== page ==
There is one individual who has found freedom on the creative strata, flexing himself seamlessly and flipping from one fold to the next.
Over the years, media personality Nicolas Mbonera has satisfactorily fitted in the robes of a musician and perfectly rolled into a comic radio cartoon character.
In early 2000s, Mbonera joined forces with his friend Evans Zangazanga alias Piksy to form a musical duet, Atumwi, which for a moment through their Sendeza beat promised to offer a new definition of local urban music.
Despite their early success and promise, the two could not sustain their musical partnership for long and soon announced they were going their separate ways in pursuit of new goals in the field.
While Piksy steadily continued on the musical ladder as a solo artist, Mbonera appeared to have put his musical ambitions on the back-burner. Maybe his next artistic breakthrough was already itching somewhere inside him.
What was to follow was the creation of a radio cartoon, Che-Nkope versus Nancy, which initially only used to air on MIJ Radio programmes he was hosting. Now five years later, the popular cartoon has found a home in many radio stations in the country.
Mbonera says he was lured by real life experiences in coming up with the cartoon which delves into social issues, corruption, love, current affairs, politics and religion.
The cartoon depicts silent love-birds, Mbonera as Che-Nkope and an imaginary character Nancy Maphwanya.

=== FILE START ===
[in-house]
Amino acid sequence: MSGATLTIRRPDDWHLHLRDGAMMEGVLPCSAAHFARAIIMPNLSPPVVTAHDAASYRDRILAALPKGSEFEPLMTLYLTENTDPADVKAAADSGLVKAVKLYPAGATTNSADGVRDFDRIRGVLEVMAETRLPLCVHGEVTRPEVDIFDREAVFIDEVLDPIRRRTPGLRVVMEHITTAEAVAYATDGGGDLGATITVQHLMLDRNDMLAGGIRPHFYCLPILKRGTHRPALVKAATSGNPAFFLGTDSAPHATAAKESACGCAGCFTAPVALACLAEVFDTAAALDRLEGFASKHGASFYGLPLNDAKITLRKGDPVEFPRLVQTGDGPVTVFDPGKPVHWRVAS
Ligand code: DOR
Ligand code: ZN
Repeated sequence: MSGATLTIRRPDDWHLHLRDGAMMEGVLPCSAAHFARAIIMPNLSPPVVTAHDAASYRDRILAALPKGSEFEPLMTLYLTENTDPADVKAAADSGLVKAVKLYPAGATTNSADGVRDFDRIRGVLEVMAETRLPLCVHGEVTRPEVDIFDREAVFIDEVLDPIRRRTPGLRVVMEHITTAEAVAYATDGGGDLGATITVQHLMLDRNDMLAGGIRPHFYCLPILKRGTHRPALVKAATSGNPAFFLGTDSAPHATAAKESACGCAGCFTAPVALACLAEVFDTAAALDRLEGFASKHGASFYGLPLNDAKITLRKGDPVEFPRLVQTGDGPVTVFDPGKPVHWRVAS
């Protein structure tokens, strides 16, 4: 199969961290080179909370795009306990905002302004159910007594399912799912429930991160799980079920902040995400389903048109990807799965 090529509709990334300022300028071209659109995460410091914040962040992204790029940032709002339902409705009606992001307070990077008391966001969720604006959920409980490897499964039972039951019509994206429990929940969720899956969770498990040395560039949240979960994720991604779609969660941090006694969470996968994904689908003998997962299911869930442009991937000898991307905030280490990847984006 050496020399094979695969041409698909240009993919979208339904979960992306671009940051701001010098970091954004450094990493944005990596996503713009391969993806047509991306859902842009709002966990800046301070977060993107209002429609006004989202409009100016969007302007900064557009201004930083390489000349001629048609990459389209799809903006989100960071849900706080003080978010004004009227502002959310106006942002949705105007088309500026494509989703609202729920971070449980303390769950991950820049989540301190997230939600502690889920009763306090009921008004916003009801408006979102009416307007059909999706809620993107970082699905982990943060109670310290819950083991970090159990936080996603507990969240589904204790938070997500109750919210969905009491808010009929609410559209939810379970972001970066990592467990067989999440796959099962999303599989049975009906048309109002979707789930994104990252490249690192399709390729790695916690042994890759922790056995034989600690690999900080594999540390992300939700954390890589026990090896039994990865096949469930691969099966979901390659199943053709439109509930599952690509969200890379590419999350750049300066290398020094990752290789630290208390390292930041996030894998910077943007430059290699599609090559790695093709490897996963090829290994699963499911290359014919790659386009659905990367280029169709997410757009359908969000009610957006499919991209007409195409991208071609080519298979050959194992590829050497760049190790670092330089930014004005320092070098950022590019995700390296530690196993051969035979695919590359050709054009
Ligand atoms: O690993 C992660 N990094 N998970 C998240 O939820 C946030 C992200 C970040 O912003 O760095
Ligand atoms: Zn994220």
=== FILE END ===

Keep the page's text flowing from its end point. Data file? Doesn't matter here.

Nancy is an overly possessive and jealousy lover who is prepared for any kind of tactic as long she gets the man she wants.
The idea for the cartoon came in 2013 when Mbonera found himself entangled with a lady who got his number and started making advances on him.
Mbonera says: “I do not know where this lady got my number and the actual episodes I produced were meant to push her away. I used to play it at the end of one of the programmmes I was hosting, Mikoko Yogona. Unfortunately she also became a big fan of the cartoon.”
The 33-year-old has seen the cartoon grow both in circulation and demand over the years. And in 2015 he released the episodes on CD, Che-Nkope vs Nancy Volume 1.
“I am simply trying to advance a mindset change by presenting the everyday issues in a unique and funny way. In trying to reason with the masses, I had to identify the best possible way of engaging them,” he says.
Having registered the cartoon with the Copyright Society of Malawi (Cosoma) as a trademark, the work is a source of income. Corporate organisations often engage him to perform during their events.
His former workmate at MIJ Radio, Innocent Mphongolo, who witnessed the genesis of the radio cartoon, says the idea came at a time when Malawians were not used to radio cartoons and he feels nobody till now has come close to what Mbonera has done.
“It was quite a surprise to most of us when we saw him working in the studio. When he played the first episodes we were all impressed.
“The way he weaves current affairs in a satirical way while sending messages across shows he is not an ordinary artist,” he says.
On the back of the success of his cartoon, Mbonera has attracted the attention of an organisation Adecots who with funding from Ministry of Health and support from USAid and Pepfar will be hosting a men’s talk show called Zikutheka.
He will be hosting alongside Edward Kankhomba, Mercy Simbi and the Nancy project will also be featured. The programme will be tackling issues ranging from sports to health and behavior change. n